Now and at the Hour
By Robert Cormier
By Richard E. Noble
"Now and at the hour ... of our death, amen" is a line from a prayer many of us said as children, the Hail Mary. This book is a fictional description of the hour of the author's father's death, I imagine.
Alph Leblanc had bone cancer. We meet Alph in his doctor's office after a stay at the hospital. The doctor is tight-lipped. The doctor doesn't tell Alph that he is going to die. He treats him and tells him what to do and how to cope. Alph has serious pain. He returns home to his bedroom where we watch him as he deteriorates and discovers and attempts to adjust to his fate.
This is a pathetic tale.
My mother's father died of throat cancer. He starved to death and his wife and children had to watch. This tale reminds me of some of the stories she used to tell me. Like how her father would ask her mother to bake an apple pie so that he could smell it cooking all day. Then when it was finished, she would serve him a slice. He would put a bite of pie into his mouth, chew it, and savor the flavor. Then he would spit it all out into a garbage can set by his chair. He couldn't swallow. If he did he would throw up.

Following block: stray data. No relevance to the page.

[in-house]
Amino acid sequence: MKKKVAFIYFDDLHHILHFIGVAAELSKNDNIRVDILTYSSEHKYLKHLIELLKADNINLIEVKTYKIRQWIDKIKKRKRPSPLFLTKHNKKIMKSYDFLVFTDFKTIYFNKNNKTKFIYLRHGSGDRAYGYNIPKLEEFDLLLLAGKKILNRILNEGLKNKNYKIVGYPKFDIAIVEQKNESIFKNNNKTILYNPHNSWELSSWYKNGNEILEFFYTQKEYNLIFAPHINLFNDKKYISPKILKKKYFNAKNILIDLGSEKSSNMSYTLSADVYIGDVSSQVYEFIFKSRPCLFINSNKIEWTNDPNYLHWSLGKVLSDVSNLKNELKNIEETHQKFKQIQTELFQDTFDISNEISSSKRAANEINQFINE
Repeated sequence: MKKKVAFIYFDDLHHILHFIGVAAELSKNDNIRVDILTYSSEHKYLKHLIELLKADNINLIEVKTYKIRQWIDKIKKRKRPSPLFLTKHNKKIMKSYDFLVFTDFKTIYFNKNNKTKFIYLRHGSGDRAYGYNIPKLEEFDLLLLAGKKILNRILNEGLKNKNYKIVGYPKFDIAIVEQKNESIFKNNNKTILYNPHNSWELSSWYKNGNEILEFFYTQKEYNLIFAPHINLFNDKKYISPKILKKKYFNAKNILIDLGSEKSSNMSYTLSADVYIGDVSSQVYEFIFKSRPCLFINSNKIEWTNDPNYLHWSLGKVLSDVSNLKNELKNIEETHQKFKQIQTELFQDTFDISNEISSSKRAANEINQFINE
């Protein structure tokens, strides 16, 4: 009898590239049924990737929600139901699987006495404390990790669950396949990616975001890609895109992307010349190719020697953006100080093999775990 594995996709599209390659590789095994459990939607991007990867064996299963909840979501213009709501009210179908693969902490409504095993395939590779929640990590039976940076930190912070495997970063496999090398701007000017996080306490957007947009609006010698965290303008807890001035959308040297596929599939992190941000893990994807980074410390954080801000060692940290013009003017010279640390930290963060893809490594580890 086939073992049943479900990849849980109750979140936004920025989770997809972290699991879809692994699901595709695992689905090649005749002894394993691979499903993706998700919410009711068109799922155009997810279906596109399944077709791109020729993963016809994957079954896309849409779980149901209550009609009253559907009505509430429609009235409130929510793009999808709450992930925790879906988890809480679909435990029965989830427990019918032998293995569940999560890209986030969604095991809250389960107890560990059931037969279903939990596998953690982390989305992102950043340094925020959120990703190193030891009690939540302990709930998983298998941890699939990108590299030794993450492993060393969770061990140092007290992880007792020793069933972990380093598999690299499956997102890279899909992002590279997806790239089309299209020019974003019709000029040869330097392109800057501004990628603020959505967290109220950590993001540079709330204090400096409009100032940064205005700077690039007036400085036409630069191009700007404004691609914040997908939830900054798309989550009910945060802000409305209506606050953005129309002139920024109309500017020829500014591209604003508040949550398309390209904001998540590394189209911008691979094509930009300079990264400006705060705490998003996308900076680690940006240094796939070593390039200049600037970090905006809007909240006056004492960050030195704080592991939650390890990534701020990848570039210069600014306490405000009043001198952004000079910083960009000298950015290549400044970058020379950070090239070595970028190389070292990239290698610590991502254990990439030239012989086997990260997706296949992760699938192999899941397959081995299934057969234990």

I have often thought as a writer of how to write such a story and I imagine that is exactly what Robert Cormier tried to do with this book about the last hours of his father's death.
Robert delves into his imagination and tries to present to the reader and to himself what his father must have been thinking.
I would not say that the book is excessively deep or that it delves into any great theological questions. It skims along the chasms of deep religious and theological thought and deals with these things as a simple man of modest means and metal attributes would.
The questions of why such pain and what kind of a god would do this to one of his simple creations is left for the reader to pose to himself.
Alph suffers as a poor, simple man. His questions are basic. We see his family coming and going into his bedroom. We feel their pain as they hide their suffering from him. We watch as they try to smile and go about the everyday things of bringing their loved one comfort and compassion.
It is a very sad story. It is a description of pain, suffering and dying. You will find no answers here, but the questions become more vivid if you are the type to be asking such questions. There is no mystery. There is no deception. You will know what is happening. It will end as you figured it would. But when you are finished and you set this book on your night table, you will reflect upon it.
This is a good book.
Richard Noble - The Hobo Philosopher - Author of:
"Just Hangin' Out, Ma" Anecdotes - Lawrence, Mass